He has been gone for fifteen years, but interest in the American Indian tenor saxophonist Jim Pepper seems to be building. Pepper’s music, full of vigor and allusions to his cultural background, has received attention akin to cultism in parts of Europe and seems headed toward at least a modest revival in the US. (See this January Rifftides piece.) In Portland, Oregon, Pepper’s home town, the journalist and historian Jack Berry produced for Oregon Public Broadcasting a mini-documentary about Pepper and wrote an article for the Quarterly of the Oregon Historical Society. Here is a section of the article.
During the 1970s, at the height of the Black Power movement, a phenomenon called Crow Jim materialized. Some major black jazz musicians began insisting on an exclusive franchise; only African Americans could authentically perform the music. Pepper, who played with more white than black musicians, opposed Crow Jim, but he was also spared most of its consequences and was rarely spurned by black musicians. (Pepper’s mother Floy recalls saying at the moment of his birth: “How light is he? If he’s white, dip him in some chocolate. I want an Indian baby.”)
In the early 1980s, we worked for a time on a writing project. It was intended to show how the musical connection between, in his words, “the skins and the brothers” reflected a larger and neglected story, the way Africans and Native Americans collaborated to survive in racist America.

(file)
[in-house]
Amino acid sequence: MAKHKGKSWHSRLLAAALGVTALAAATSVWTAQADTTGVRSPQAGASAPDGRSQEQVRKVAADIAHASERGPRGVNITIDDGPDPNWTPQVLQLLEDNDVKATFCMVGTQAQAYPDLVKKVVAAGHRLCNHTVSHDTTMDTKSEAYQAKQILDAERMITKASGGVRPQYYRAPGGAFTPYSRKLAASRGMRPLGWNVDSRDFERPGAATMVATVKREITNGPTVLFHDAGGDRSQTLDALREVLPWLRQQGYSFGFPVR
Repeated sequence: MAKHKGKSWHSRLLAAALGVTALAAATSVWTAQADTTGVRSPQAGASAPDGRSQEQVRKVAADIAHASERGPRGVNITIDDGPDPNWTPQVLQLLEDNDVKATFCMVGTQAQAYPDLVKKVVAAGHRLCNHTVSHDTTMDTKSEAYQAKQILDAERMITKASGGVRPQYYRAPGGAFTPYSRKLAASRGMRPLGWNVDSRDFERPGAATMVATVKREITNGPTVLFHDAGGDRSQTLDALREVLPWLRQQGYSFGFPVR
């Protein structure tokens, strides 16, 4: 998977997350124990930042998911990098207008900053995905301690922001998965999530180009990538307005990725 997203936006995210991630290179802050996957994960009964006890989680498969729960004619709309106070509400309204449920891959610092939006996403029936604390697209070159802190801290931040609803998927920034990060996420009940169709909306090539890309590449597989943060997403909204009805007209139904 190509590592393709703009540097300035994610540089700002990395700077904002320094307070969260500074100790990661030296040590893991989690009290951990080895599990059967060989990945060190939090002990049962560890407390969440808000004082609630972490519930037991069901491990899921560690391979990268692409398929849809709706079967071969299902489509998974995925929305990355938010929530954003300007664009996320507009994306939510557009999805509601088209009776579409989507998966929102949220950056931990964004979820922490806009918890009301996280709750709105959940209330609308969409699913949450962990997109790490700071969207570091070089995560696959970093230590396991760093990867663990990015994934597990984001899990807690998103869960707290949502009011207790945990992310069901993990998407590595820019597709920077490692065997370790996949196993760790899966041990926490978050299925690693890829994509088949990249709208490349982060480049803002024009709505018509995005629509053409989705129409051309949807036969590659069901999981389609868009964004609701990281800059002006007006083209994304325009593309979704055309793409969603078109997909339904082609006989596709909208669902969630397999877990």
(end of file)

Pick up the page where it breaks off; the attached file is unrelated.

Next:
His singularity as a performer was the merging of two very different musical idioms, jazz and traditional Indian song. This made him difficult to categorize, one reason his recorded music is so difficult to find. It is probably more accurate to say that he played the two idioms side by side. The Indian songs are almost purely melodic, uncomplicated by the harmonic density of jazz. Most of the Indian songs come from tribes of the Southwest, where Pepper spent summers during his youth. He is better known by American Indians in that part of the country than he is to members of tribes in his native Northwest.
Apropriately for a historic journal, Berry’s article concentrates on Pepper’s ancestry and heritage, but it also has insights into his music. To read it, go here.
As for Berry’s film for Oregon Public Broadcasting’s Art Beat, it has shown up in two parts on YouTube. Its historical sequences include Pepper playing his most famous composition, “Witchi-Tai-To.” At the end of Part 2, host KC Cowan interviews Berry about Pepper and a proposed festival devoted to Pepper’s music. “The Pepper music just keeps rollin’ along,” he says. To see the film, go here…and here.